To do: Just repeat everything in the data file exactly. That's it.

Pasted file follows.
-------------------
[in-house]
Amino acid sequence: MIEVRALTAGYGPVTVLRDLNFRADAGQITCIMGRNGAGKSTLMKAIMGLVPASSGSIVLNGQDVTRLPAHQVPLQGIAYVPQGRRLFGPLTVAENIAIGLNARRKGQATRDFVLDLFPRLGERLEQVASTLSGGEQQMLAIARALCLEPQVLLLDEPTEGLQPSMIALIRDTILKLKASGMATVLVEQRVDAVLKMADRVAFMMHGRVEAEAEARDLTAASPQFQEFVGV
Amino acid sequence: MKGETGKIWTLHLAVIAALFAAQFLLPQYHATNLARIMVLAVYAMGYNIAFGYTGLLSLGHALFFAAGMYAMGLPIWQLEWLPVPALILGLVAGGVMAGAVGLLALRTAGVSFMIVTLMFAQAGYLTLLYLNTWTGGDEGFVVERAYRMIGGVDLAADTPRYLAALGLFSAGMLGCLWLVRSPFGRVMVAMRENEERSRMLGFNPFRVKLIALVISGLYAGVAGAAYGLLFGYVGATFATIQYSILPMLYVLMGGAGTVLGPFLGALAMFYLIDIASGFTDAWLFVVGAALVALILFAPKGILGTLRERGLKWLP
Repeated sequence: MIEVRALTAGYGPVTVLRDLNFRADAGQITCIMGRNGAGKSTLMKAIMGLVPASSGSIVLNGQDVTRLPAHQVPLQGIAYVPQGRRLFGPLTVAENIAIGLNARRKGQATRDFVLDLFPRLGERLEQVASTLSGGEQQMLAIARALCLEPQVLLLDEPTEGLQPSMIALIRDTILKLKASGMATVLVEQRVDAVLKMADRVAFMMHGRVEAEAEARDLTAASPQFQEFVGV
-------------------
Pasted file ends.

[in-house]
Amino acid sequence: MIEVRALTAGYGPVTVLRDLNFRADAGQITCIMGRNGAGKSTLMKAIMGLVPASSGSIVLNGQDVTRLPAHQVPLQGIAYVPQGRRLFGPLTVAENIAIGLNARRKGQATRDFVLDLFPRLGERLEQVASTLSGGEQQMLAIARALCLEPQVLLLDEPTEGLQPSMIALIRDTILKLKASGMATVLVEQRVDAVLKMADRVAFMMHGRVEAEAEARDLTAASPQFQEFVGV
Amino acid sequence: MKGETGKIWTLHLAVIAALFAAQFLLPQYHATNLARIMVLAVYAMGYNIAFGYTGLLSLGHALFFAAGMYAMGLPIWQLEWLPVPALILGLVAGGVMAGAVGLLALRTAGVSFMIVTLMFAQAGYLTLLYLNTWTGGDEGFVVERAYRMIGGVDLAADTPRYLAALGLFSAGMLGCLWLVRSPFGRVMVAMRENEERSRMLGFNPFRVKLIALVISGLYAGVAGAAYGLLFGYVGATFATIQYSILPMLYVLMGGAGTVLGPFLGALAMFYLIDIASGFTDAWLFVVGAALVALILFAPKGILGTLRERGLKWLP
Repeated sequence: MIEVRALTAGYGPVTVLRDLNFRADAGQITCIMGRNGAGKSTLMKAIMGLVPASSGSIVLNGQDVTRLPAHQVPLQGIAYVPQGRRLFGPLTVAENIAIGLNARRKGQATRDFVLDLFPRLGERLEQVASTLSGGEQQMLAIARALCLEPQVLLLDEPTEGLQPSMIALIRDTILKLKASGMATVLVEQRVDAVLKMADRVAFMMHGRVEAEAEARDLTAASPQFQEFVGV